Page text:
In its quest to get more data scientists into government, the Obama administration is likely to face stiff competition for talent from the private sector.
Just a day after the White House officially named DJ Patil the government’s first-ever U.S. chief data scientist, the administration’s already putting him to work, sending the Silicon Valley alumni to a West Coast tech conference to recruit fellow data scientists to join government
"Data science is a team sport, and we can't do this without you,” Patil told attendees of the “Strata + Hadoop” big data conference in San Jose on Thursday. “We really need your help …You don't have to be a U.S. citizen. You don't have to relocate to D.C. There's all sorts of ways to jump in."
Patil directed would-be federal data scientists to apply on the website of the U.S. Digital Service, the digital fix-it squad working out of the White House.
President Barack Obama -- who, according to an account in Wired personally recruited Patil -- introduced him to conference attendees via video message.
“Understanding and innovating with data has the potential to change the way we do almost anything for the better,” Obama said.
But in its quest to get more data scientists into government, the administration is likely to face stiff competition for talent from the private sector.
A 2012 Harvard Business Review article -- co-authored by Patil -- declared the role of data scientist, “the sexiest job of the 21st century,” sparking a “hiring frenzy of people with an understanding of data analysis,” as tech news site GigaOm put it.
But Patil said federal agencies aren’t necessarily playing catch-up with the private sector and that a “data-driven culture” already exists in government -- starting from the top.
“One of the things I can't stress enough, and that has been overwhelming to me personally to see, is that this is literally the most data-driven president we have ever had,” Patil added. “This is the president that's created the first set of dashboards at the federal level to monitor the progress on the IT spend. There's dashboard the president regularly looks at for this stuff.”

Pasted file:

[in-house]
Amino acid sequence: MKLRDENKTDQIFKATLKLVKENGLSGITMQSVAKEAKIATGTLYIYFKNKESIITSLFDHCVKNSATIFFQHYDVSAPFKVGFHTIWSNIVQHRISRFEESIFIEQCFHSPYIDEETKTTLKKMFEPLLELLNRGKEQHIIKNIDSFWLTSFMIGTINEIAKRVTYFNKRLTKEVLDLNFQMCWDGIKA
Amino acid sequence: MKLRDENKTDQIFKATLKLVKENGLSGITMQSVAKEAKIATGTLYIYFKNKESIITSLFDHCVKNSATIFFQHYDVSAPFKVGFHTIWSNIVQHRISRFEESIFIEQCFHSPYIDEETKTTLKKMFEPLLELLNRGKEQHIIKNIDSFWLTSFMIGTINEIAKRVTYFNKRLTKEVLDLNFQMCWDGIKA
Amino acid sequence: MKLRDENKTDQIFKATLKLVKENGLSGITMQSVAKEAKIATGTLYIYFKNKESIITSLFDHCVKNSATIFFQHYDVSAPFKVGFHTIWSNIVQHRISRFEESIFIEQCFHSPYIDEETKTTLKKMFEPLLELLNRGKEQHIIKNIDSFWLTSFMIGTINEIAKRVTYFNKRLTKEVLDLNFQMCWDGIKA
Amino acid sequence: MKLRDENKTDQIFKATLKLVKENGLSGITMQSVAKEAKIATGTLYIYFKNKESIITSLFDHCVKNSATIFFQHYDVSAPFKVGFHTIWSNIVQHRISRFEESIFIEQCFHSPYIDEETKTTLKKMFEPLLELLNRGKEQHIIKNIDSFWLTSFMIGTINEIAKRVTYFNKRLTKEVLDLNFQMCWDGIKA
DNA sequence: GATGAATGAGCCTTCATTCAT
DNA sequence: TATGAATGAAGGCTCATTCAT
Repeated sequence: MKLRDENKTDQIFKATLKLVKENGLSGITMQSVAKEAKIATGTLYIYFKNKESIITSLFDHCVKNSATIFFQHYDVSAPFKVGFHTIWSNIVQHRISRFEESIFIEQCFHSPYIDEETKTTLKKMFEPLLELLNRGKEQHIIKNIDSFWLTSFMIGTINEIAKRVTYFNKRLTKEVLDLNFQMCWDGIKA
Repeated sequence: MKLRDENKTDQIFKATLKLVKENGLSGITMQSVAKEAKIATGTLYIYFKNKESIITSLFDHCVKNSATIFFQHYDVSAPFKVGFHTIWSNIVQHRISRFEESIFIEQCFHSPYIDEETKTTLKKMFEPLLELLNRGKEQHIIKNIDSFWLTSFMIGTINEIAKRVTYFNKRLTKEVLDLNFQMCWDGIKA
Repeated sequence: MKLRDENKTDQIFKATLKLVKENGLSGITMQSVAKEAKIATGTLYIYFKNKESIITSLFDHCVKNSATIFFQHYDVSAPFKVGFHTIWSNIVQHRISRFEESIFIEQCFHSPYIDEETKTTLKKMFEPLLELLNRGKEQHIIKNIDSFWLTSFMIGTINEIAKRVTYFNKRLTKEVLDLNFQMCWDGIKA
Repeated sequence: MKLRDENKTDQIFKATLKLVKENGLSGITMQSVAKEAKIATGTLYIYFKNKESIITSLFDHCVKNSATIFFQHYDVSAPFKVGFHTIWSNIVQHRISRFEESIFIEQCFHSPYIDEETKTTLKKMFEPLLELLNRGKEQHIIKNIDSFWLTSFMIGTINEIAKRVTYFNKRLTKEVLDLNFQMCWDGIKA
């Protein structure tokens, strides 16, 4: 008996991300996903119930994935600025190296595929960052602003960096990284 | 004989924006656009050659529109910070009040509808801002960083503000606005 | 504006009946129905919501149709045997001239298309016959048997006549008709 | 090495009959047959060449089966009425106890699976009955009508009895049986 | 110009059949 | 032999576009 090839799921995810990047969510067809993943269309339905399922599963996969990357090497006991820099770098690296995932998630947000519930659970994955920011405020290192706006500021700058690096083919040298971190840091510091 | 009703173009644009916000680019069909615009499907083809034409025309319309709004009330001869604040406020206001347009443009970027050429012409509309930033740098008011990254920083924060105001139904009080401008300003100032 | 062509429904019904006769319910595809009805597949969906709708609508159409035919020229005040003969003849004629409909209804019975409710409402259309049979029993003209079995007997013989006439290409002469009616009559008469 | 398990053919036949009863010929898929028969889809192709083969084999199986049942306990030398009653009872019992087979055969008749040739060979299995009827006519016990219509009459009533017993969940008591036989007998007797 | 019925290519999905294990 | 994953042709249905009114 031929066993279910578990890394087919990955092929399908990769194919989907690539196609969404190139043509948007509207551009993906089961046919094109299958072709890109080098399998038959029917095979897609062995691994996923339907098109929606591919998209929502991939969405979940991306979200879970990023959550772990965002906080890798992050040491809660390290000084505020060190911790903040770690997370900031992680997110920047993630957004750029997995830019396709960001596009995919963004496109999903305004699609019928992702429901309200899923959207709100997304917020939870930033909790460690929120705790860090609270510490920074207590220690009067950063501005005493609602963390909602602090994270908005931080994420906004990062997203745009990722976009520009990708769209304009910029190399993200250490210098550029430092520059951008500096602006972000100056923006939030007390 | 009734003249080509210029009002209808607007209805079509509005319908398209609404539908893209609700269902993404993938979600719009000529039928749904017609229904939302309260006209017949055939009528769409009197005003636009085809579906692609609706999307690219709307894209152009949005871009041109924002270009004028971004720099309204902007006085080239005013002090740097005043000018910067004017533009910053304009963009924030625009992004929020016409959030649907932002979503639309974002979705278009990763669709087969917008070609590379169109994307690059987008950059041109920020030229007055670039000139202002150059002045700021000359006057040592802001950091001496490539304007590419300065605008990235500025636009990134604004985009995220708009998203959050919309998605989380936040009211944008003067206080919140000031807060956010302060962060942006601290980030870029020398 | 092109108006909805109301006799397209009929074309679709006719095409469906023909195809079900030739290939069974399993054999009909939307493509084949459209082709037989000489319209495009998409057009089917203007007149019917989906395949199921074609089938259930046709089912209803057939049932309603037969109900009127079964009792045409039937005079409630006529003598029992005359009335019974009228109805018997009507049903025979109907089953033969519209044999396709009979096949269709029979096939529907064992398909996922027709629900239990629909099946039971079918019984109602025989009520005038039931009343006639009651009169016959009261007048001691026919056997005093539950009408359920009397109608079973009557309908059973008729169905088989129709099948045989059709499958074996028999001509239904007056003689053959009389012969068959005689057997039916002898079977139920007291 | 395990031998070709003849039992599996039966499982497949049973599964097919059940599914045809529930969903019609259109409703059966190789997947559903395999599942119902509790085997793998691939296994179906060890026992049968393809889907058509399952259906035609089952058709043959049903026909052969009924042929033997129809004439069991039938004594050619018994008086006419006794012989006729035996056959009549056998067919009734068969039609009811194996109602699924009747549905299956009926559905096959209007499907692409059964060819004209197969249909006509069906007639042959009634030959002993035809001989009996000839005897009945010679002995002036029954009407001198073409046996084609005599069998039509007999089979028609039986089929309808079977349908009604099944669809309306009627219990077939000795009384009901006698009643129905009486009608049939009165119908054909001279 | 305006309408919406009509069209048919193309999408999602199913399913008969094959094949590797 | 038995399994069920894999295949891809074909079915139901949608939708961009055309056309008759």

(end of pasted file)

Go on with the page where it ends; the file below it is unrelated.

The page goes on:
Still, it should be noted the IT Dashboard, which tracks the risk profile of 760 major IT investments across agencies, isn’t without its critics. The Government Accountability Office has dinged the site for serving up outdated content (the current iteration of the site provides a static snapshot of data as of August 2014) and for the reluctance of agency officials to accurately report the risks associated with their investments.
Patil also cited the growing number of agencies that have either hired chief data officers or announced searches to fill such a role, including the departments of Commerce, Transportation and Energy.
Federal agencies are “more data-driven than most companies are right now,” he said. “And that's a bold statement. But from everything [I've seen] in the small period of time that I've been there, it’s absolutely true."
Patil also cited the broad outlines of the Obama administration’s open data effort, including a May 2013 executive order calling on agencies to ensure the data they create is open and machine-readable and the 135,000 data sets publicly posted to Data.gov over the past five years.
The richness of government data has spawned the creation of numerous companies and even gave Patil his own start in the field, he said. While a doctoral student at the University of Maryland, he incorporated National Weather Service data into his research.
“For any of those that are out there who are working, trying to become data scientists and want to find a place where you can play with data -- I mean, this is the place to go,” Patil said, referring to the myriad data sets available on Data.gov.
(Image via Orhan Cam / Shutterstock.com)